Hi, I'm back from Dorset--lovely week of coastal walking! I have to say once I again I have been capricious and unfaithful in my reading during the Orange Prize shadowing. I finished 'Song of Achilles' in under 48 hrs, made a start on both 'Half Blood Blues' and 'Painter of Silence', only to abandon them for books that popped up in the library (and one recommendation from Muse--naughty Muse!).
'Long Lankin' by Lindsey Barraclough. It's a YA crossover book based on the traditional English ballad of the same name, set in 1950s rural England. It is truly creepy and I thoroughly enjoyed it--even if it did mean I got completely creeped out by it one morning before work when I was reading it in silence and all the little pops and creaks of the flat around me seemed amplified and portentous.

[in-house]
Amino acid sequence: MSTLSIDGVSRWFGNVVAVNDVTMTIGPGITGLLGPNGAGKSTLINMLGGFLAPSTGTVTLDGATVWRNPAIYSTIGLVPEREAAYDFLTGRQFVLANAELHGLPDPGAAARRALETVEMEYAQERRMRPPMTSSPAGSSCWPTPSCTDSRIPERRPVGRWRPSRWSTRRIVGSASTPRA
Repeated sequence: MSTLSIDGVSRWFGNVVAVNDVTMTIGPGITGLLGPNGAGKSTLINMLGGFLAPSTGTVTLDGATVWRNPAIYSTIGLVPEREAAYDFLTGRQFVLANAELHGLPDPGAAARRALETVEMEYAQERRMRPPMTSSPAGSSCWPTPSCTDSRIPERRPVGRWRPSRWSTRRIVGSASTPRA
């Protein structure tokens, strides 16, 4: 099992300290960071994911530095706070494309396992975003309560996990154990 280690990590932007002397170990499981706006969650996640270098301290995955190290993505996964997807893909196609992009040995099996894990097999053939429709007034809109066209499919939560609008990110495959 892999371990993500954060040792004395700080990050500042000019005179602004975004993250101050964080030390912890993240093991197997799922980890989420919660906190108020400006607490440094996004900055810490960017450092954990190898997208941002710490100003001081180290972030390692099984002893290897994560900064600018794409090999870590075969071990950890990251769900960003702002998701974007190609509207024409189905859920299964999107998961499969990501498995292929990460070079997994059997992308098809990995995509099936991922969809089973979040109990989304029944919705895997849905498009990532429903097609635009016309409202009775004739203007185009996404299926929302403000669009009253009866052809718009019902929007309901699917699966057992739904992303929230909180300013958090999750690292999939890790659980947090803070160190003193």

Then 'A Storm of Swords', the 3rd book in the epic 'Song of Ice and Fire' series by George RR Martin, turned my head for a good week, including my recent holiday. (We spent a lovely afternoon in the garden of the cottage where we staying, lounging on a picnic blanket while I read the book and hubby looked at local maps, and sipping chilled bitter shandy. ha ha)
And my most recent diversion has been the high concept novel, 'The Testimony' by James Smythe. It’s about what happens when everybody in the world hears what is widely suspected to be the voice of God. Another I read in under 48 hrs. It has 26 narrators--26! From all over the world, which was a great idea, and a fun exercise for the writer, I'm sure, but I was a little disappointed that there wasn't a greater distinction between them drawn through diction. Surely an MP, a French linguist, an African drug dealer and a teenager from Ohio would speak in quite distinct styles! Here, in my opinion, not so much. But it was still a gripping read.